In comparison, the fuse element of advanced AirMatrix wire-in-air fuses use a proprietary, hermetically-sealed structure that assures repeatable and consistent electrical performance. The AirMatrix’s fuse element is uniformly straight across the cavity and externally bonded to the endcap. Unlike the conventional square nano type fuse, with its ceramic body and solder connect design, the AirMatrix fuse uses a fiberglass-enforced body and solderless direct connect construction.
Figure 1 shows two conventional wire-in-air fuses subjected to an EV short circuit condition. Sample A at 250V/250A (left image) and Sample B at 450V/450A exhibited significant damage to the fuse and collateral damage to the surrounding circuitry. In the waveforms, the current flow (yellow trace) through the fuses each display secondary arcing that ultimately resulted in pc board damage.
When subjected to the same EV battery short circuit conditions as the square nano tube fuses, the AirMatrix fuse’s advanced construction withstood 450V/450A conditions without experiencing any external damage (Figure 2). Note how in the waveforms, the current flow (yellow trace) through the AirMatrix fuse drops to zero, with no secondary conduction and the voltage potential across the fuse (green trace) shows an open circuit.
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Figure 2: AirMatrix fuse sustains no damage after being subjected to extreme overload conditions – simulating a catastrophic EV battery short circuit
One other approach being given consideration as an option for circuit protection in
BMS sensing lines is etched fuses on flexible printed circuit boards. Given the lack of board space needed for these fuses and their comparative low cost, it is easy to see why they would be attractive, but a lack in consistency in response time from fuse to fuse, and their open-air construction, can present a considerably safety risk, especially in worst case overload conditions.
To determine the suitability of etched fuse technology for this highly demanding automotive application, samples of a 1 amp etched fuse and 1 amp advanced wire-in-air AirMatrix fuse were subjected to overload test conditions of between 7 & 50 amps and 50 & 125 Vdc and monitored closely throughout the test for performance.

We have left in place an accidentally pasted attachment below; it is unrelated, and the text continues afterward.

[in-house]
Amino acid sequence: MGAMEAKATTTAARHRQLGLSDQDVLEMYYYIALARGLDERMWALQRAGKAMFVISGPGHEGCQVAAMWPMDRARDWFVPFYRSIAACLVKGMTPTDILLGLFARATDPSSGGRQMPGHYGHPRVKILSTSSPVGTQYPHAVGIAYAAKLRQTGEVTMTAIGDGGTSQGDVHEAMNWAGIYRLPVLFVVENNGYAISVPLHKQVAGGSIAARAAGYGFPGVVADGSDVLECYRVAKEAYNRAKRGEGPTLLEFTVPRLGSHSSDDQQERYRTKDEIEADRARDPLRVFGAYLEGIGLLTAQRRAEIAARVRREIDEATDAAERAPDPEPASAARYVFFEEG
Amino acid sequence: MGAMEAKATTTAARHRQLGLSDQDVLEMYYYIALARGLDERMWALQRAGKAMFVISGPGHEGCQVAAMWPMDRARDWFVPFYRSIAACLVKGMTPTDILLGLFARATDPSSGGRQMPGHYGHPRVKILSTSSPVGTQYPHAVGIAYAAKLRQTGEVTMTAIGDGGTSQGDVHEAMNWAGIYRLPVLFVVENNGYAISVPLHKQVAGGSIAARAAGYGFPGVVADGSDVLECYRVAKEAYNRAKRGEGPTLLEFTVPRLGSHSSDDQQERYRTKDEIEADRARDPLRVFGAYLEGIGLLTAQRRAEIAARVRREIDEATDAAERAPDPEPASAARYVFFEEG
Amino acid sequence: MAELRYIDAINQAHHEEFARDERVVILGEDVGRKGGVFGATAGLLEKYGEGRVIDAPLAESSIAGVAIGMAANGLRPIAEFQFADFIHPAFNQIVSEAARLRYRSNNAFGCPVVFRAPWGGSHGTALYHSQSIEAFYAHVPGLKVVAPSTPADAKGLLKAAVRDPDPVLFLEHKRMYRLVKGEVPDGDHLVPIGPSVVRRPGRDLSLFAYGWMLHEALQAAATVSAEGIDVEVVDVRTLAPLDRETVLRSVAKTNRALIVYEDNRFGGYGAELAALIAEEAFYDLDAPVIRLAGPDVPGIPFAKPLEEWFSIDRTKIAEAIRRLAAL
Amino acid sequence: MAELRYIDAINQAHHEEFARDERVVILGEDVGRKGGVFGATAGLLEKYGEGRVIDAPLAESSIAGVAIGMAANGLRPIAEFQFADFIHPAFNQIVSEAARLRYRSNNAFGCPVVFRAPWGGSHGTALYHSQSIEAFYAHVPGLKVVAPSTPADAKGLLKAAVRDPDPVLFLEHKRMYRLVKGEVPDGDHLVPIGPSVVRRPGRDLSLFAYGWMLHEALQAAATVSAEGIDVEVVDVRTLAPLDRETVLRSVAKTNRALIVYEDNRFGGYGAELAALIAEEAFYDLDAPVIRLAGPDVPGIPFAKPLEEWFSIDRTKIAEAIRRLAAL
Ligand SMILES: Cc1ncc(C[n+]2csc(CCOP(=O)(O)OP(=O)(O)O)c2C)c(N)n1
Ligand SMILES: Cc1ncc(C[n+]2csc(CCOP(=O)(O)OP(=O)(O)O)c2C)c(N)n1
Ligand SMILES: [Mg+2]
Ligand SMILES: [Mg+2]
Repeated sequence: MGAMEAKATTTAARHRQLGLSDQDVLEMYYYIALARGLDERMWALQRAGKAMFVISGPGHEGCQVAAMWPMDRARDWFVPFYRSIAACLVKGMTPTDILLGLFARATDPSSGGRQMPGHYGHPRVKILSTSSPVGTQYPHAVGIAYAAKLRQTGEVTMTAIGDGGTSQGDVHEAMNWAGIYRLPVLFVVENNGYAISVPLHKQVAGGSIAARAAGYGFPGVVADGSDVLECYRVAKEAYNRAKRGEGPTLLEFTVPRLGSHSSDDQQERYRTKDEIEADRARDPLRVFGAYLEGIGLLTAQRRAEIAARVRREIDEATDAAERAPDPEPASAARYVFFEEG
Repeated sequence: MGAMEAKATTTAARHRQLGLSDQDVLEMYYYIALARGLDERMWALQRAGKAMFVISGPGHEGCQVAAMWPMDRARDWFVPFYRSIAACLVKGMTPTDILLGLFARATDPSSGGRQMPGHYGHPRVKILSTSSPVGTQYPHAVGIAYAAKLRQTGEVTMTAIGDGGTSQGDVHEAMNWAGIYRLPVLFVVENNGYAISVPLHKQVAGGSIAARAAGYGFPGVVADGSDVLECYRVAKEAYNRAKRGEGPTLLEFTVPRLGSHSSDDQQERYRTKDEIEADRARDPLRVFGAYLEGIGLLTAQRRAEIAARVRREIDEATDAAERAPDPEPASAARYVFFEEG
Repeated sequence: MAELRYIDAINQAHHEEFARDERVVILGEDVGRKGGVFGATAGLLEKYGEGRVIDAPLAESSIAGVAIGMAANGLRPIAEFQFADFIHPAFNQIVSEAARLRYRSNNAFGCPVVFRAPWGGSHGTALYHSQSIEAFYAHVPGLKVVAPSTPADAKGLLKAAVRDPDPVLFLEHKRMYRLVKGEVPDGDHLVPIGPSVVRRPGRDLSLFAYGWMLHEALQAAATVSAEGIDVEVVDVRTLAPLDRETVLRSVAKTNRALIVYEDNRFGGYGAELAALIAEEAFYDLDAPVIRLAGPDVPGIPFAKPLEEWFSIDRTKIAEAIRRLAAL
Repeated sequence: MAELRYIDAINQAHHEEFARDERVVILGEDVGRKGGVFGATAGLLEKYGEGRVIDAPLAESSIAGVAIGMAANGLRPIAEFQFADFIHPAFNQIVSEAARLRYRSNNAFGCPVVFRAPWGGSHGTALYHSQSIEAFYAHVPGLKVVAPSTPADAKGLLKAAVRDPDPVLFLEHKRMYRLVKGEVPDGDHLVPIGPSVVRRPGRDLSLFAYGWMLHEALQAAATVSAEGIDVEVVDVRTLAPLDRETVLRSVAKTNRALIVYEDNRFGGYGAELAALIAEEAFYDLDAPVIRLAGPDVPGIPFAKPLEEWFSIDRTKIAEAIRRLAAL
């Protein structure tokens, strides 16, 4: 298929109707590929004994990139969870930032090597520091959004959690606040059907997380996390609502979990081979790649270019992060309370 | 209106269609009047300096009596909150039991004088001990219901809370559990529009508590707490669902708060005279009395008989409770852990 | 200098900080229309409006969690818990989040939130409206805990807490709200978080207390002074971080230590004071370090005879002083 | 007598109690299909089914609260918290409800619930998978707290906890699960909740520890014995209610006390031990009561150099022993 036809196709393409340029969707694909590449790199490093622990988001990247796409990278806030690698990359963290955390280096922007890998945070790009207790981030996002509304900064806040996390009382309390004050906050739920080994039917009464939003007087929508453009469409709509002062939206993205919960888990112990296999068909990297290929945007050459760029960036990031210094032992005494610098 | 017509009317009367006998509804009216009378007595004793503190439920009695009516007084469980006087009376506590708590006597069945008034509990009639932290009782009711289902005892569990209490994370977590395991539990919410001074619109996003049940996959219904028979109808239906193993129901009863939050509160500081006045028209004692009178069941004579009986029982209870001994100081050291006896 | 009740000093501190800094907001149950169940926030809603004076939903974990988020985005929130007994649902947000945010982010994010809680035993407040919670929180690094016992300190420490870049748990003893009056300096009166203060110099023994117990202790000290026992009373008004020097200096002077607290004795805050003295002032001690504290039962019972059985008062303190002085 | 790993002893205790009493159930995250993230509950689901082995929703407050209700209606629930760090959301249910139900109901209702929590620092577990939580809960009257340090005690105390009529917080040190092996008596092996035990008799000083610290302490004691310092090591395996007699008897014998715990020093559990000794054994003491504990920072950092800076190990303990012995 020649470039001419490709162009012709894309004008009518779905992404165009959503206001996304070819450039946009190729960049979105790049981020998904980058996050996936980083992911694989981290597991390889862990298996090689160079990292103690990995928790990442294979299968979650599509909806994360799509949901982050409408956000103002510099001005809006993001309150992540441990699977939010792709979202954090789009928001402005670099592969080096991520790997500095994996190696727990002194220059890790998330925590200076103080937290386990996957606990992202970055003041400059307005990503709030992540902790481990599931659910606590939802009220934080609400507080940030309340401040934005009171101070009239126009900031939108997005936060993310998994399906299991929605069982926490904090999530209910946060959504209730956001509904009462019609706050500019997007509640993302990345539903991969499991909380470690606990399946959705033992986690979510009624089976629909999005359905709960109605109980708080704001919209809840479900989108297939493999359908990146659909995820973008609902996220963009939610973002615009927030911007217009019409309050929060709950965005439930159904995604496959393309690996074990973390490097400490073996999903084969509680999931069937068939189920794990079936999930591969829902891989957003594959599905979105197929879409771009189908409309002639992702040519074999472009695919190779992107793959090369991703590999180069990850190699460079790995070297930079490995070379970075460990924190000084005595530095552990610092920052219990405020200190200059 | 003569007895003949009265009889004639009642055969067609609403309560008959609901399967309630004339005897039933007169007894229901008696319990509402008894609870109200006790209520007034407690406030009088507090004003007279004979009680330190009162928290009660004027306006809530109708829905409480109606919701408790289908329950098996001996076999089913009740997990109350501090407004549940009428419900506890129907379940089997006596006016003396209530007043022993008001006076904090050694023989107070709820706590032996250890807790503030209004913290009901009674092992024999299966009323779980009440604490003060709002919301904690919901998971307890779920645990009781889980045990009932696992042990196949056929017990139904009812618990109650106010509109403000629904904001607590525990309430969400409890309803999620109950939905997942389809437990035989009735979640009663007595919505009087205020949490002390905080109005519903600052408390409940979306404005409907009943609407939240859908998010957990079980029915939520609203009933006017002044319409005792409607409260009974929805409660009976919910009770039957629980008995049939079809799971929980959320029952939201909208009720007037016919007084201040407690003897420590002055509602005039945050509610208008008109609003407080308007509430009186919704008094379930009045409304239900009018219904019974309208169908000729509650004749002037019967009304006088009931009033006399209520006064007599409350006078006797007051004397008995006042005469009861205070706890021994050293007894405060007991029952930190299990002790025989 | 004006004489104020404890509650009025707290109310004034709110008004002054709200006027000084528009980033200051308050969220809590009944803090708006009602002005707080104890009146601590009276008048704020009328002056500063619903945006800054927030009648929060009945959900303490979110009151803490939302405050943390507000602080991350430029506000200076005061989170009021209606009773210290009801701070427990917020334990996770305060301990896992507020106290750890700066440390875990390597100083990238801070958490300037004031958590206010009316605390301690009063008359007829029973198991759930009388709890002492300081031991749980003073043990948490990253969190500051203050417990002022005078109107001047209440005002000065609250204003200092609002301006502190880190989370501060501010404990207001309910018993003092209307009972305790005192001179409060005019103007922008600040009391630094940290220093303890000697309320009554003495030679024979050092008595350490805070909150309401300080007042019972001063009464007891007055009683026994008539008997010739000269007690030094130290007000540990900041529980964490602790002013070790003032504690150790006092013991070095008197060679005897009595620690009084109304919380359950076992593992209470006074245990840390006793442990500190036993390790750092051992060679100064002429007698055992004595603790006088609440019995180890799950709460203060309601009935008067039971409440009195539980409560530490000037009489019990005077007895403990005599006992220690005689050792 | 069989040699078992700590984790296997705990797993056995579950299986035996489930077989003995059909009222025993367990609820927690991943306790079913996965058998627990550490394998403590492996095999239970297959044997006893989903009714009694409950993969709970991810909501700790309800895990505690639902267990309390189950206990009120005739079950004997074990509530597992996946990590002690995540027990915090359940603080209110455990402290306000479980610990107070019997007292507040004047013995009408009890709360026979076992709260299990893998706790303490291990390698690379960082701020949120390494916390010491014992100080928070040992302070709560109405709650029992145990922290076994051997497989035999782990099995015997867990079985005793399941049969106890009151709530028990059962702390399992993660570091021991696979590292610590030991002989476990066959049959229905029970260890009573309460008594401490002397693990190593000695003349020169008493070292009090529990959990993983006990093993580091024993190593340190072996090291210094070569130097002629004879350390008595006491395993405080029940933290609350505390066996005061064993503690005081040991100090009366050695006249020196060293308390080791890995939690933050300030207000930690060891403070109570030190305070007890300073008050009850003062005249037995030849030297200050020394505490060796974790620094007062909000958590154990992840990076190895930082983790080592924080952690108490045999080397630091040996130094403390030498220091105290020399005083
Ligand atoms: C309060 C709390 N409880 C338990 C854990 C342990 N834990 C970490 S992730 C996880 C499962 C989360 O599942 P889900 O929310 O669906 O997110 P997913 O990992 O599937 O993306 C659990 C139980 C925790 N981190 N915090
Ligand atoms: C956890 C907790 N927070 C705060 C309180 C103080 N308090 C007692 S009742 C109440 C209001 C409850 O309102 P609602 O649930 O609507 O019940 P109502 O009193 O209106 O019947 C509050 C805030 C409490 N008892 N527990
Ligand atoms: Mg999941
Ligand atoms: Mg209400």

In all cases, the etched fuse exhibited some degree of overheating, with the degree of damage being further pronounced at more extreme conditions. At higher current values, the amount of energy present was sufficient enough to cause combustion.
As with earlier testing performed on the AirMatrix fuses, these samples exhibited no external damage and no evidence of overheating, while maintaining their mechanical integrity, even at the highest test level of 50 amps and 125 Vdc. (See Figure 3)
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Figure 3: All etched fuse samples exhibited some degree of overheating, burning or fire after being subjected to overload conditions, whereas all the AirMatrix fuse samples passed the overload conditions with no external damage or damage or indication of overheating
Meeting Automotive Standards for Performance and Safety
As demonstrated by reliability testing, new structures being utilized in both solid body and wire-in-air surface-mount fuses offer significant advantages in performance and safety over the more traditional fuse approaches. The SolidMatrix multi-layer ceramic chip fuse and the AirMatrix wire-in-air fuse are specifically designed to help automotive applications engineers qualify their devices for the AEC-Q200 automotive standard. These advanced surface-mount fuses are manufactured in aIATF16949-certified facility and are specifically designed for reliable performance in highly demanding automotive applications.